At first I tried using the DVD-rom as a dictionary. I have been reading The Hidden Hand, written in the 1859, and was frequently coming across unfamiliar words. Unfortunately, I wasn't very successful at finding the words with VocabAhead. The disk has only 1000 words and they've been chosen because they are likely to appear on the SAT. The words in my book were archaic and have fallen out of use.
I had much more success in using VocabAhead to supplement Fritz's writing curriculum which stresses the importance of a strong vocabulary. In each paragraph he is instructed to include quality adjectives, strong verbs, and alternatives to overused verbs like "went" and "said." He must also use an adverb to "dress up" his sentences. I used a thesaurus to find alternative words and then checked to see if the alternatives were included on the disk. Now instead of writing "he said," Fritz can write that the character "blurted" or "slandered." The file names on the disk include an abbreviation for the type of word--N for noun, V for verb, ADJ for adjective. There aren't a lot of adverbs, but we've learned from Schoolhouse Rock that it's easy to change an adjective to an adverb by adding "ly" to the end. I'll grant you that right now these SAT words seem out of place in Fritz's simplistic paragraphs, but better way to learn them and become more comfortable in their use.
My one frustration is the lack of a way to "interact" with the DVD-ROM. All I could do is put the disk in the drive and then try and read through the list of 1000 files for a specific word with My Computer. I couldn't sort the words by type or filter for words starting with a specific letter. I couldn't assign 5 random words to be learned this week. Some of these things can be done through the VocabAhead website. The Word List tab let's you access the words by starting letter. Registered users can create vocabulary lists to share with others. There's even information about Iphone apps and adding a "word of the day" widget to your blog.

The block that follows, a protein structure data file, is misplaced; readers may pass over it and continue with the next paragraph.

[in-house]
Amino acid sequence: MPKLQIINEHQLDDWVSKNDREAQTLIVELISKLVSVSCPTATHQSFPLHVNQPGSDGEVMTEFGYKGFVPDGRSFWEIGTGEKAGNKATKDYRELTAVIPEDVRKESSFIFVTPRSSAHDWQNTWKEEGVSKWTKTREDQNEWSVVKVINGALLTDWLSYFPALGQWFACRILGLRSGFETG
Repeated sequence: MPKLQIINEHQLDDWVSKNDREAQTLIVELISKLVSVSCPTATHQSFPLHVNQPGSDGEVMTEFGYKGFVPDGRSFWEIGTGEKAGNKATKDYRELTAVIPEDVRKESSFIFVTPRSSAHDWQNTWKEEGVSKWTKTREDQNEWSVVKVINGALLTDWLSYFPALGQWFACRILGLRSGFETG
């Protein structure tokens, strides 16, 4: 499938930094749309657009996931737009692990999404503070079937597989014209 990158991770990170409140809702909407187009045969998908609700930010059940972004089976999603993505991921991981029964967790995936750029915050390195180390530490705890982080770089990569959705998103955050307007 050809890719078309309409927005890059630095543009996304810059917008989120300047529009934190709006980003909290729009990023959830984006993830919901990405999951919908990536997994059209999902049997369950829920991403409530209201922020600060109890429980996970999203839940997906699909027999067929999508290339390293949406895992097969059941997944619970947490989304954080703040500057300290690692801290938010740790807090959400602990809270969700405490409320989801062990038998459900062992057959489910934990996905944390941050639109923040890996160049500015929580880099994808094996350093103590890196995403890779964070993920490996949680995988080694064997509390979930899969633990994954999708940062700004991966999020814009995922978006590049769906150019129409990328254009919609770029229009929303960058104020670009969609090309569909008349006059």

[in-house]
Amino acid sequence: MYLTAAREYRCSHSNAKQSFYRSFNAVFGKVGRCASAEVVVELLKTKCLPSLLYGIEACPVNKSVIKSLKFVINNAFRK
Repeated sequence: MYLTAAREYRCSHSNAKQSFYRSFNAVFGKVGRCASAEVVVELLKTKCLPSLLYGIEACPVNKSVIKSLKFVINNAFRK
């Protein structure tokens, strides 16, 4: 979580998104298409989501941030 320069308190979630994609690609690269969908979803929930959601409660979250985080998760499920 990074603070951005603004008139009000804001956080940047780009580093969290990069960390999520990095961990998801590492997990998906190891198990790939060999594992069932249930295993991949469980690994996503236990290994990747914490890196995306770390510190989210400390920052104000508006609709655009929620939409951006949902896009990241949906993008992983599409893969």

The VocabAhead DVD retails for $24.99. There is also a paperback book of 300 vocabulary words available for $12.95.
You can read what others on the Homeschool Crew thought about the VocabAhead products by clicking here.
Disclaimer: I received a free Vocabahead DVD-ROM for the purposes of completing this review. I received no other compensation for my honest opinion.